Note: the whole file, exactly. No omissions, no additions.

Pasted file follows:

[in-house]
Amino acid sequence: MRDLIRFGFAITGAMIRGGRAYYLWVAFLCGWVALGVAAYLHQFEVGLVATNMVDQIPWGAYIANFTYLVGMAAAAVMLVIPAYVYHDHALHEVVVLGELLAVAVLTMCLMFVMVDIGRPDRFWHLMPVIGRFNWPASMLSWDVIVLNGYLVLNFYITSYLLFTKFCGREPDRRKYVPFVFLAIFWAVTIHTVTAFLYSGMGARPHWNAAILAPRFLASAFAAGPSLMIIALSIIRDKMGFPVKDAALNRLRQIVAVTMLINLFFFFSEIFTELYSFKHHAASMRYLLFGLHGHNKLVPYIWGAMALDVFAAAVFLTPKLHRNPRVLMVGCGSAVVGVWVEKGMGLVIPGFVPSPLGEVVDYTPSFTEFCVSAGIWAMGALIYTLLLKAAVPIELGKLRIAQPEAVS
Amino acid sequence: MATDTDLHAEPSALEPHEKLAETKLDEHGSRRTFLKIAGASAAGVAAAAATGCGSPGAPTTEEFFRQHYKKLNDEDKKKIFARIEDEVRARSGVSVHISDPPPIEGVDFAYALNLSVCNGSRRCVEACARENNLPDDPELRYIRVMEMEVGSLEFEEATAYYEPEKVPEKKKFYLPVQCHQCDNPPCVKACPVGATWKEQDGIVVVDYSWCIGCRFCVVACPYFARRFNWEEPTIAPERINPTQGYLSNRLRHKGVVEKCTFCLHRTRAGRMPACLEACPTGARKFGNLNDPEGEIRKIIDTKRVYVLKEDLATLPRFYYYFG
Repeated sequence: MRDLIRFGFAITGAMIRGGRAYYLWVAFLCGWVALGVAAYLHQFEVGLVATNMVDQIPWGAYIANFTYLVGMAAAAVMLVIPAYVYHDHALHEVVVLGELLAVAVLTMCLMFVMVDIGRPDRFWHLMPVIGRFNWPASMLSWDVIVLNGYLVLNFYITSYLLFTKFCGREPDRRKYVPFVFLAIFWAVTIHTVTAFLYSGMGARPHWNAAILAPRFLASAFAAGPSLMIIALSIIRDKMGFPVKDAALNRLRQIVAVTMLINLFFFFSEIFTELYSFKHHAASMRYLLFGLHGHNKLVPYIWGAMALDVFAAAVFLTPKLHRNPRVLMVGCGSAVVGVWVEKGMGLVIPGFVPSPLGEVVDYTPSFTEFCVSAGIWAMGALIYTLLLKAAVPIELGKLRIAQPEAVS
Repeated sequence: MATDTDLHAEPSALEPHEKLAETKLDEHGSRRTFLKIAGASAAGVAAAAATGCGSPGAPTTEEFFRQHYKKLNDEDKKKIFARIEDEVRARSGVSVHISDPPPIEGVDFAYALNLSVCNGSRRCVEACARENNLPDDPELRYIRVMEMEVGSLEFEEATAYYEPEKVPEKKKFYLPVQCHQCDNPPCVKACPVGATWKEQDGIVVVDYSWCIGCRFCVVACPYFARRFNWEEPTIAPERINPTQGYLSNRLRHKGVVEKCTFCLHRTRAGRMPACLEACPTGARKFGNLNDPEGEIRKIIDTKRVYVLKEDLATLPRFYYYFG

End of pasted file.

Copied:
[in-house]
Amino acid sequence: MRDLIRFGFAITGAMIRGGRAYYLWVAFLCGWVALGVAAYLHQFEVGLVATNMVDQIPWGAYIANFTYLVGMAAAAVMLVIPAYVYHDHALHEVVVLGELLAVAVLTMCLMFVMVDIGRPDRFWHLMPVIGRFNWPASMLSWDVIVLNGYLVLNFYITSYLLFTKFCGREPDRRKYVPFVFLAIFWAVTIHTVTAFLYSGMGARPHWNAAILAPRFLASAFAAGPSLMIIALSIIRDKMGFPVKDAALNRLRQIVAVTMLINLFFFFSEIFTELYSFKHHAASMRYLLFGLHGHNKLVPYIWGAMALDVFAAAVFLTPKLHRNPRVLMVGCGSAVVGVWVEKGMGLVIPGFVPSPLGEVVDYTPSFTEFCVSAGIWAMGALIYTLLLKAAVPIELGKLRIAQPEAVS
Amino acid sequence: MATDTDLHAEPSALEPHEKLAETKLDEHGSRRTFLKIAGASAAGVAAAAATGCGSPGAPTTEEFFRQHYKKLNDEDKKKIFARIEDEVRARSGVSVHISDPPPIEGVDFAYALNLSVCNGSRRCVEACARENNLPDDPELRYIRVMEMEVGSLEFEEATAYYEPEKVPEKKKFYLPVQCHQCDNPPCVKACPVGATWKEQDGIVVVDYSWCIGCRFCVVACPYFARRFNWEEPTIAPERINPTQGYLSNRLRHKGVVEKCTFCLHRTRAGRMPACLEACPTGARKFGNLNDPEGEIRKIIDTKRVYVLKEDLATLPRFYYYFG
Repeated sequence: MRDLIRFGFAITGAMIRGGRAYYLWVAFLCGWVALGVAAYLHQFEVGLVATNMVDQIPWGAYIANFTYLVGMAAAAVMLVIPAYVYHDHALHEVVVLGELLAVAVLTMCLMFVMVDIGRPDRFWHLMPVIGRFNWPASMLSWDVIVLNGYLVLNFYITSYLLFTKFCGREPDRRKYVPFVFLAIFWAVTIHTVTAFLYSGMGARPHWNAAILAPRFLASAFAAGPSLMIIALSIIRDKMGFPVKDAALNRLRQIVAVTMLINLFFFFSEIFTELYSFKHHAASMRYLLFGLHGHNKLVPYIWGAMALDVFAAAVFLTPKLHRNPRVLMVGCGSAVVGVWVEKGMGLVIPGFVPSPLGEVVDYTPSFTEFCVSAGIWAMGALIYTLLLKAAVPIELGKLRIAQPEAVS
Repeated sequence: MATDTDLHAEPSALEPHEKLAETKLDEHGSRRTFLKIAGASAAGVAAAAATGCGSPGAPTTEEFFRQHYKKLNDEDKKKIFARIEDEVRARSGVSVHISDPPPIEGVDFAYALNLSVCNGSRRCVEACARENNLPDDPELRYIRVMEMEVGSLEFEEATAYYEPEKVPEKKKFYLPVQCHQCDNPPCVKACPVGATWKEQDGIVVVDYSWCIGCRFCVVACPYFARRFNWEEPTIAPERINPTQGYLSNRLRHKGVVEKCTFCLHRTRAGRMPACLEACPTGARKFGNLNDPEGEIRKIIDTKRVYVLKEDLATLPRFYYYFG